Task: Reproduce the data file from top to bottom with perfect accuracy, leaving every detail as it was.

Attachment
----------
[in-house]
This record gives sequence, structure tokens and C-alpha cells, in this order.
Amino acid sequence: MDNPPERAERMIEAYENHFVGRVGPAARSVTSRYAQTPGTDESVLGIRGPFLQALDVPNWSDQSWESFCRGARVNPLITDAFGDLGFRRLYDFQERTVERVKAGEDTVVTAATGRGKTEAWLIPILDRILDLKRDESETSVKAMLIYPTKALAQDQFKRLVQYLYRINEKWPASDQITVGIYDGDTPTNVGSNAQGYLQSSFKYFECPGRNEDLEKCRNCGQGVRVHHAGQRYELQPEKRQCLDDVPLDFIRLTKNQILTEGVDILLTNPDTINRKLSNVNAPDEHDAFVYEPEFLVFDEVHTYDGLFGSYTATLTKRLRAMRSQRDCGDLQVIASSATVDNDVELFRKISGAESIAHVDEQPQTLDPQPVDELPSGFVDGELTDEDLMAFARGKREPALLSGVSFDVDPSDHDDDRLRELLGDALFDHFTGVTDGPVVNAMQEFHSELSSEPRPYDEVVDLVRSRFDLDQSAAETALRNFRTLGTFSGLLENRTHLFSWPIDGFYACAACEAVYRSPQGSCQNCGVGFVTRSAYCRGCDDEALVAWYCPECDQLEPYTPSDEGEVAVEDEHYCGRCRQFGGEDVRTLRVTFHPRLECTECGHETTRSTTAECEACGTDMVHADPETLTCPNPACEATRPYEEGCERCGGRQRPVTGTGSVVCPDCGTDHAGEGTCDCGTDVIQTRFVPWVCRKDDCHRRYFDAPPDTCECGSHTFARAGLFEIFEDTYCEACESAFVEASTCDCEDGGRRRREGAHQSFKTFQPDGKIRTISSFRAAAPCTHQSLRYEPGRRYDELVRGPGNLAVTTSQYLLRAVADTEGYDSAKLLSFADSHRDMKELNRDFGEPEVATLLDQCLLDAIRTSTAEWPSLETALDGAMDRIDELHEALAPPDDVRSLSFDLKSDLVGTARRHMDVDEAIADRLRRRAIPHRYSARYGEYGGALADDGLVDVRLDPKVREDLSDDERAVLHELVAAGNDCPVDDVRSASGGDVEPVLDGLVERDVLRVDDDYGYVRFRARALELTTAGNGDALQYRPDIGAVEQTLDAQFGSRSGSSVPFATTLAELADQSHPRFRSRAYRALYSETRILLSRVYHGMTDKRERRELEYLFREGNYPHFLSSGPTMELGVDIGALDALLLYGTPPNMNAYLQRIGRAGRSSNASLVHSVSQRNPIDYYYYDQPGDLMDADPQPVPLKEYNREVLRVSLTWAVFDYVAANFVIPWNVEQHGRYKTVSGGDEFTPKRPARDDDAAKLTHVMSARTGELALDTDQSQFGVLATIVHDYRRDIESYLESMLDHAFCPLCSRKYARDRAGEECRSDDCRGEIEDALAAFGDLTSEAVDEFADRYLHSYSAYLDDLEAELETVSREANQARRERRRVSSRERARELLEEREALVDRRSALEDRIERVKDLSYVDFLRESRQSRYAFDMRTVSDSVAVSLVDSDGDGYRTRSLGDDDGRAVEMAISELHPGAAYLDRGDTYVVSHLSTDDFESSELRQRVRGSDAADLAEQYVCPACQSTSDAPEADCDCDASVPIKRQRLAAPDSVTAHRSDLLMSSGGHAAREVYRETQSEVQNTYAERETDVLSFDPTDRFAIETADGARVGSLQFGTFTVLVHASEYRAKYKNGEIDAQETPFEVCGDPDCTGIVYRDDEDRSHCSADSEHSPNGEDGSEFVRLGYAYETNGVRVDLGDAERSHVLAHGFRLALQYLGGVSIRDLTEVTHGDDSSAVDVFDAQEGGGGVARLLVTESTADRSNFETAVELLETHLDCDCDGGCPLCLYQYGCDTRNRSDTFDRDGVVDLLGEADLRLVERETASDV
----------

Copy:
[in-house]
This record gives sequence, structure tokens and C-alpha cells, in this order.
Amino acid sequence: MDNPPERAERMIEAYENHFVGRVGPAARSVTSRYAQTPGTDESVLGIRGPFLQALDVPNWSDQSWESFCRGARVNPLITDAFGDLGFRRLYDFQERTVERVKAGEDTVVTAATGRGKTEAWLIPILDRILDLKRDESETSVKAMLIYPTKALAQDQFKRLVQYLYRINEKWPASDQITVGIYDGDTPTNVGSNAQGYLQSSFKYFECPGRNEDLEKCRNCGQGVRVHHAGQRYELQPEKRQCLDDVPLDFIRLTKNQILTEGVDILLTNPDTINRKLSNVNAPDEHDAFVYEPEFLVFDEVHTYDGLFGSYTATLTKRLRAMRSQRDCGDLQVIASSATVDNDVELFRKISGAESIAHVDEQPQTLDPQPVDELPSGFVDGELTDEDLMAFARGKREPALLSGVSFDVDPSDHDDDRLRELLGDALFDHFTGVTDGPVVNAMQEFHSELSSEPRPYDEVVDLVRSRFDLDQSAAETALRNFRTLGTFSGLLENRTHLFSWPIDGFYACAACEAVYRSPQGSCQNCGVGFVTRSAYCRGCDDEALVAWYCPECDQLEPYTPSDEGEVAVEDEHYCGRCRQFGGEDVRTLRVTFHPRLECTECGHETTRSTTAECEACGTDMVHADPETLTCPNPACEATRPYEEGCERCGGRQRPVTGTGSVVCPDCGTDHAGEGTCDCGTDVIQTRFVPWVCRKDDCHRRYFDAPPDTCECGSHTFARAGLFEIFEDTYCEACESAFVEASTCDCEDGGRRRREGAHQSFKTFQPDGKIRTISSFRAAAPCTHQSLRYEPGRRYDELVRGPGNLAVTTSQYLLRAVADTEGYDSAKLLSFADSHRDMKELNRDFGEPEVATLLDQCLLDAIRTSTAEWPSLETALDGAMDRIDELHEALAPPDDVRSLSFDLKSDLVGTARRHMDVDEAIADRLRRRAIPHRYSARYGEYGGALADDGLVDVRLDPKVREDLSDDERAVLHELVAAGNDCPVDDVRSASGGDVEPVLDGLVERDVLRVDDDYGYVRFRARALELTTAGNGDALQYRPDIGAVEQTLDAQFGSRSGSSVPFATTLAELADQSHPRFRSRAYRALYSETRILLSRVYHGMTDKRERRELEYLFREGNYPHFLSSGPTMELGVDIGALDALLLYGTPPNMNAYLQRIGRAGRSSNASLVHSVSQRNPIDYYYYDQPGDLMDADPQPVPLKEYNREVLRVSLTWAVFDYVAANFVIPWNVEQHGRYKTVSGGDEFTPKRPARDDDAAKLTHVMSARTGELALDTDQSQFGVLATIVHDYRRDIESYLESMLDHAFCPLCSRKYARDRAGEECRSDDCRGEIEDALAAFGDLTSEAVDEFADRYLHSYSAYLDDLEAELETVSREANQARRERRRVSSRERARELLEEREALVDRRSALEDRIERVKDLSYVDFLRESRQSRYAFDMRTVSDSVAVSLVDSDGDGYRTRSLGDDDGRAVEMAISELHPGAAYLDRGDTYVVSHLSTDDFESSELRQRVRGSDAADLAEQYVCPACQSTSDAPEADCDCDASVPIKRQRLAAPDSVTAHRSDLLMSSGGHAAREVYRETQSEVQNTYAERETDVLSFDPTDRFAIETADGARVGSLQFGTFTVLVHASEYRAKYKNGEIDAQETPFEVCGDPDCTGIVYRDDEDRSHCSADSEHSPNGEDGSEFVRLGYAYETNGVRVDLGDAERSHVLAHGFRLALQYLGGVSIRDLTEVTHGDDSSAVDVFDAQEGGGGVARLLVTESTADRSNFETAVELLETHLDCDCDGGCPLCLYQYGCDTRNRSDTFDRDGVVDLLGEADLRLVERETASDV